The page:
The Student News Site of Texas A&M University - College Station

The Battalion

The Student News Site of Texas A&M University - College Station

The Battalion

The Student News Site of Texas A&M University - College Station

The Battalion

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Band marches toward new home

Photo By: Cody Franklin
Renderings (left)show the planned $40 million Music Activities Center that will replace the E.V. Adams Band Hall (above).
Photo By: Cody Franklin Renderings (left)show the planned $40 million Music Activities Center that will replace the E.V. Adams Band Hall (above).

To keep pace with size increases in the Fightin’ Texas Aggie Band and other music programs on campus, university officials are seeking donations to update the long-outdated and hazardous E.V. Adams Band Hall.
Brig. Gen. Joe Ramirez Jr., commandant of the Texas A&M Corps of Cadets, said a $40 million Music Activities Center will replace E.V. Adams.
“We’ve got a commitment from the university of $20 million, so what we’re doing now is looking at trying to find major donors who would be willing to contribute that kind of money to allow us to name the building in their honor,” Ramirez said.
Timothy Rhea, director of Bands and Performing Ensembles, said E.V. Adams was built at a time when the Texas A&M music program was smaller, but said the facility was too small even then. He said about 250 students used the hall when it first opened in 1970, while today roughly 1,000 students use the facility.
“The fire marshal gave the building a maximum capacity of around 200 people,” Rhea said. “Well, they broke that number the day the doors opened in 1970.”
Ramirez said the Aggie Band is not allowed to practice in E.V. Adams primarily due to safety concerns.
“It’s an old building, and has become unsafe to use,” Ramirez said. “It has no fire alarms, no sprinklers, not enough exits and it’s acoustically unsafe. It would be negligent of us to allow the Aggie Band to practice in it.”
The new facility would include three rehearsal halls, one of which will hold 400 people, more than the maximum capacity of the entire E.V. Adams building, as well as several individual rehearsal rooms where students can practice their instruments in a soundproof environment.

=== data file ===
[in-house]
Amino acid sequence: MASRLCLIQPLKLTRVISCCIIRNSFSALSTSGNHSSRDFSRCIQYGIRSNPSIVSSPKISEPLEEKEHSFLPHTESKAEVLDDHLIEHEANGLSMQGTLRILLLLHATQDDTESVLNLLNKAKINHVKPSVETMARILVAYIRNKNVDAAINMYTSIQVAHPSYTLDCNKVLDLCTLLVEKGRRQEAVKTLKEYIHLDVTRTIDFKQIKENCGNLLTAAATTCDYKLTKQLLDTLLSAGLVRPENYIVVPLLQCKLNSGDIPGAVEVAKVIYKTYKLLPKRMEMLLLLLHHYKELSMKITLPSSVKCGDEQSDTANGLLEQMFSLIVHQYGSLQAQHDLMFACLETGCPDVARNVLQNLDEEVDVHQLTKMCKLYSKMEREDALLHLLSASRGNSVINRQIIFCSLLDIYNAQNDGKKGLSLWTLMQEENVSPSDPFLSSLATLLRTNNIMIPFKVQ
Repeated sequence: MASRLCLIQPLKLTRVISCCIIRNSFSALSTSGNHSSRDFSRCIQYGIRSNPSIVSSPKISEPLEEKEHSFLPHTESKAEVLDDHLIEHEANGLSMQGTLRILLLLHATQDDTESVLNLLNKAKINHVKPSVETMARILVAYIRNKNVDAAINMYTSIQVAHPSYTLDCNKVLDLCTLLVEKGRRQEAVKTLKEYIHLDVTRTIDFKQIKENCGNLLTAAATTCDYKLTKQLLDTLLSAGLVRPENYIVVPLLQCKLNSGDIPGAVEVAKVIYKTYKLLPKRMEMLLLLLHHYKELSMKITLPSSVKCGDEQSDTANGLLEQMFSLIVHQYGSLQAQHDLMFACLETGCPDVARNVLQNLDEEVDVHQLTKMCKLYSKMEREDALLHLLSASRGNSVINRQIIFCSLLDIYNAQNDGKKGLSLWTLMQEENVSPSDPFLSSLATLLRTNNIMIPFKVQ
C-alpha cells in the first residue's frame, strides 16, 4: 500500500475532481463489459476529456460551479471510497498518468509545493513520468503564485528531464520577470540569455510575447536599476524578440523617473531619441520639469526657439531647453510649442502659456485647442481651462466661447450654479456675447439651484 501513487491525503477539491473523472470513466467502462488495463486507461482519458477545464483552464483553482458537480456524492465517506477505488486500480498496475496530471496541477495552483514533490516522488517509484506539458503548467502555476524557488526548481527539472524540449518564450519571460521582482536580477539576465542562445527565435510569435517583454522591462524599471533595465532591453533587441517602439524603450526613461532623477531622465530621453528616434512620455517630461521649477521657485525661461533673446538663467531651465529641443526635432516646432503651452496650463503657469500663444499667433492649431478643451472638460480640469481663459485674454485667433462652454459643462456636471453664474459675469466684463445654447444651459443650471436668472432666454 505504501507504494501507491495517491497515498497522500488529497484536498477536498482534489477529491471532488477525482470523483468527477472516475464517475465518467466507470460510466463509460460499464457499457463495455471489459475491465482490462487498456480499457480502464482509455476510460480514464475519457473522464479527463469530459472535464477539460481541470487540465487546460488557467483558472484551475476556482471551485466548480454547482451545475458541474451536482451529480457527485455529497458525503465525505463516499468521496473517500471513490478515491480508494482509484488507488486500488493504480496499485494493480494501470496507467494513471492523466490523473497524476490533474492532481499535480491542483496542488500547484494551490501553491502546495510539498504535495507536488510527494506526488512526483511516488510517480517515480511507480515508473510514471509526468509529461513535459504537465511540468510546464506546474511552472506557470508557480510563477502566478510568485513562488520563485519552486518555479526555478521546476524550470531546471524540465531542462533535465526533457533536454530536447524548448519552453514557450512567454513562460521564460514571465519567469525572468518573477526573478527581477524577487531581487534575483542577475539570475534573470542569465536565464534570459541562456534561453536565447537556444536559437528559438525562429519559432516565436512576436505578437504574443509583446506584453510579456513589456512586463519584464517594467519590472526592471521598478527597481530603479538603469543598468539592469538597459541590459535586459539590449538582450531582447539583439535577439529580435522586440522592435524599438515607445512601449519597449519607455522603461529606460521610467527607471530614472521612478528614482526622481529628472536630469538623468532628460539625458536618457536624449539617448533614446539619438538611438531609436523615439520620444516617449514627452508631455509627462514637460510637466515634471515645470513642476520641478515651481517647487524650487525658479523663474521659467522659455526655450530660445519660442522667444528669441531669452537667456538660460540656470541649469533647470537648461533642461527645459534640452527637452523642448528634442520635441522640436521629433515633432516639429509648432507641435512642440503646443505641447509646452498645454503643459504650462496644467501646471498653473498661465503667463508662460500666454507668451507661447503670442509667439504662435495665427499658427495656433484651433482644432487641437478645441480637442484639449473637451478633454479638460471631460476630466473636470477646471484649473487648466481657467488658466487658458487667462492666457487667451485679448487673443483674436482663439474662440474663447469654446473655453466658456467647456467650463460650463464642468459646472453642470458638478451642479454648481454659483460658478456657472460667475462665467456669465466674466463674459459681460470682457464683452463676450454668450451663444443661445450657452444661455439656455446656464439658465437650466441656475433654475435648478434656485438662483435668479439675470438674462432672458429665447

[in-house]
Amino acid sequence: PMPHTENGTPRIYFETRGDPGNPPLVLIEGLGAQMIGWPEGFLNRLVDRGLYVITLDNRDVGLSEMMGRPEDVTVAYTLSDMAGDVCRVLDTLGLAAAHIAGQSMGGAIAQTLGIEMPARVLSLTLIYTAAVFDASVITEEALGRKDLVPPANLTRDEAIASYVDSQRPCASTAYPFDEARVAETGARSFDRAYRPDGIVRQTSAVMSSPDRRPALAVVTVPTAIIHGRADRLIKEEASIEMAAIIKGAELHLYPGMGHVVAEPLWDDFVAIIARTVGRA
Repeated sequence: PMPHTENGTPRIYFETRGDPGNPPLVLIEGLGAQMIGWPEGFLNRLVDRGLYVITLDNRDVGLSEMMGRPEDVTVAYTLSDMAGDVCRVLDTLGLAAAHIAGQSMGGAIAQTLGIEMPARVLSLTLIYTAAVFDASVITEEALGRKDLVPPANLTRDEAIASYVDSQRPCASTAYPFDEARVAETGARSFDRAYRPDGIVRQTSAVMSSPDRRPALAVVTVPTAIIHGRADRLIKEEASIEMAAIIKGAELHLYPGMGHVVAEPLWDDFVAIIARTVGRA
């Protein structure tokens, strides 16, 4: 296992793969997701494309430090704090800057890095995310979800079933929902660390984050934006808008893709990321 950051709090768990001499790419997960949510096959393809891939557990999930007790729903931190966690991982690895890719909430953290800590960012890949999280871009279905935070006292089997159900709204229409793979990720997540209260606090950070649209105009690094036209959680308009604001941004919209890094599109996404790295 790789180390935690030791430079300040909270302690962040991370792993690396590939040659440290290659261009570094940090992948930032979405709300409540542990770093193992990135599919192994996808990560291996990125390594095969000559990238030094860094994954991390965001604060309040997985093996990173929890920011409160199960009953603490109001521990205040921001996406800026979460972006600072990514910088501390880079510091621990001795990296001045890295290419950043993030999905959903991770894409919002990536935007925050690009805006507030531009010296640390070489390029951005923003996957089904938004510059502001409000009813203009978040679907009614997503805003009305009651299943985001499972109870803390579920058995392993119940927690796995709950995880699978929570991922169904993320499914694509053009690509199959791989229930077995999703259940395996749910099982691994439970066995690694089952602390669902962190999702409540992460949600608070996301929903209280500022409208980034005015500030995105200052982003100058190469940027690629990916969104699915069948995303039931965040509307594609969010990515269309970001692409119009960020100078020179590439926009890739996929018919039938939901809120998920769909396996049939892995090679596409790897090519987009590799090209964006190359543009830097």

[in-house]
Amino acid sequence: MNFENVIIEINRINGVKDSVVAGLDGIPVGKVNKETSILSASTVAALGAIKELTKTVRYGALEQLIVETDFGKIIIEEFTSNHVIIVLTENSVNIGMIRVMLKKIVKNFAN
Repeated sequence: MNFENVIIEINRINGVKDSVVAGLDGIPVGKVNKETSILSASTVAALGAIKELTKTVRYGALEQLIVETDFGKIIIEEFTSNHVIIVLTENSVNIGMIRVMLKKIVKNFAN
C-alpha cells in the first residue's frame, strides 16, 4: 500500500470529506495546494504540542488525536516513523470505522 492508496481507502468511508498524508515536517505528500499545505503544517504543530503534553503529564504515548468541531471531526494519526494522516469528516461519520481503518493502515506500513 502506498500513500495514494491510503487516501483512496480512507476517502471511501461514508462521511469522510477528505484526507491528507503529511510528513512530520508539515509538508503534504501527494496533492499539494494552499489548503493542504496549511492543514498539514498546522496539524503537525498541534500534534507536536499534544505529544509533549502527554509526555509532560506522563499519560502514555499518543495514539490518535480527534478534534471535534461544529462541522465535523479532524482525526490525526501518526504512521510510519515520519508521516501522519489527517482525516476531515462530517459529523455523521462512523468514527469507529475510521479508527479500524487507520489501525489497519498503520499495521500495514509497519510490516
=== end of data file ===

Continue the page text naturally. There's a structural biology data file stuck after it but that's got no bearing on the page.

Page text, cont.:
The current grass drill field will be replaced by turf to prevent divots and allow practice to take place even in harsh weather conditions.
“It’s going to be a state-of-the-art facility to accommodate all music programs,” Ramirez said. “We hope to have the construction started around 2017 or 2018, around the time the Quad renovations are supposed to be complete.”
Ramirez said the discussion to build a new facility has been ongoing for the last 20 years, since it has become clear that the current band hall is increasingly inadequate.
“There are other organizations that use it — the symphonic band, concert band, the Aggieland Orchestra,” Ramirez said. “They all can still use it because they’re not that big, but even they are growing organizations. So that’s kind of what prompted the discussion about building a new facility. We’re now at a point where, with the size of the music program, it’s truly unsafe to put them in there.”
Rhea said, in addition to issues of safety, the current building has limited accessibility for music students.
“The current building has access Monday through Friday from 8 a.m. to 5 p.m.,” Rhea said. “There are hardly any storage compartments for students to keep their instruments, and there’s no access to anything after 5, so it really restricts their schedules. And currently, everyone shares the rehearsal hall. Organizations rotate from about 7 a.m. to 9 p.m. almost daily.”
Mary Godwin, infantry band sergeant major and philosophy junior, said the last time the Aggie Band practiced in E.V. Adams was Fall 2012.
“The last time the Aggie Band practiced in E.V. Adams was my freshman year, and we were shoulder to shoulder,” Godwin said. “And when we march, you can literally see the grid patterns of our marching in the divots. It’s about time they built a new building.”
Rhea said the idea of the new center is a matter of giving students the facility they deserve.
“When you hear our band play, you wouldn’t ever guess that they practice in conditions like this,” Rhea said.

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